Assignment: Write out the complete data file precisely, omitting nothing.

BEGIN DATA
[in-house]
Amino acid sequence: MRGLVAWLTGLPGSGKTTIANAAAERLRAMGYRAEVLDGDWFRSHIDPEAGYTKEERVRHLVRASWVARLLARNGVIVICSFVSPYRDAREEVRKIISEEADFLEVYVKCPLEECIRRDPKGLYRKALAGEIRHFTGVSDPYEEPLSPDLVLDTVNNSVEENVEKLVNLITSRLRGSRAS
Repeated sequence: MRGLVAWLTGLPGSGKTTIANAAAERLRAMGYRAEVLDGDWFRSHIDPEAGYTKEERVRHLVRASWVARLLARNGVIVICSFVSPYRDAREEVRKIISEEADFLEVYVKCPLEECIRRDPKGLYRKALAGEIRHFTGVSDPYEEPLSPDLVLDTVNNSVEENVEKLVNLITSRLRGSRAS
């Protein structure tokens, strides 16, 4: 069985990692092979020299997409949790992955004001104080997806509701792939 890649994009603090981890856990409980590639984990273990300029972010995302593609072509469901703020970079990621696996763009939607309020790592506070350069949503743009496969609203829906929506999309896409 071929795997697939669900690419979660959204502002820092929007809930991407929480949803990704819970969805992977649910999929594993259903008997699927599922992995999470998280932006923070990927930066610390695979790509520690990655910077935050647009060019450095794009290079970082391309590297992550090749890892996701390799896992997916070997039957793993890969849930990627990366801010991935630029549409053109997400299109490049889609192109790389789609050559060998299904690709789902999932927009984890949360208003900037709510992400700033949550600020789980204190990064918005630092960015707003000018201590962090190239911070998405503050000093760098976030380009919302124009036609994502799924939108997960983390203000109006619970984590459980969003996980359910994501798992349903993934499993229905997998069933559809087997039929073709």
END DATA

[in-house]
Amino acid sequence: MRGLVAWLTGLPGSGKTTIANAAAERLRAMGYRAEVLDGDWFRSHIDPEAGYTKEERVRHLVRASWVARLLARNGVIVICSFVSPYRDAREEVRKIISEEADFLEVYVKCPLEECIRRDPKGLYRKALAGEIRHFTGVSDPYEEPLSPDLVLDTVNNSVEENVEKLVNLITSRLRGSRAS
Repeated sequence: MRGLVAWLTGLPGSGKTTIANAAAERLRAMGYRAEVLDGDWFRSHIDPEAGYTKEERVRHLVRASWVARLLARNGVIVICSFVSPYRDAREEVRKIISEEADFLEVYVKCPLEECIRRDPKGLYRKALAGEIRHFTGVSDPYEEPLSPDLVLDTVNNSVEENVEKLVNLITSRLRGSRAS
């Protein structure tokens, strides 16, 4: 069985990692092979020299997409949790992955004001104080997806509701792939 890649994009603090981890856990409980590639984990273990300029972010995302593609072509469901703020970079990621696996763009939607309020790592506070350069949503743009496969609203829906929506999309896409 071929795997697939669900690419979660959204502002820092929007809930991407929480949803990704819970969805992977649910999929594993259903008997699927599922992995999470998280932006923070990927930066610390695979790509520690990655910077935050647009060019450095794009290079970082391309590297992550090749890892996701390799896992997916070997039957793993890969849930990627990366801010991935630029549409053109997400299109490049889609192109790389789609050559060998299904690709789902999932927009984890949360208003900037709510992400700033949550600020789980204190990064918005630092960015707003000018201590962090190239911070998405503050000093760098976030380009919302124009036609994502799924939108997960983390203000109006619970984590459980969003996980359910994501798992349903993934499993229905997998069933559809087997039929073709």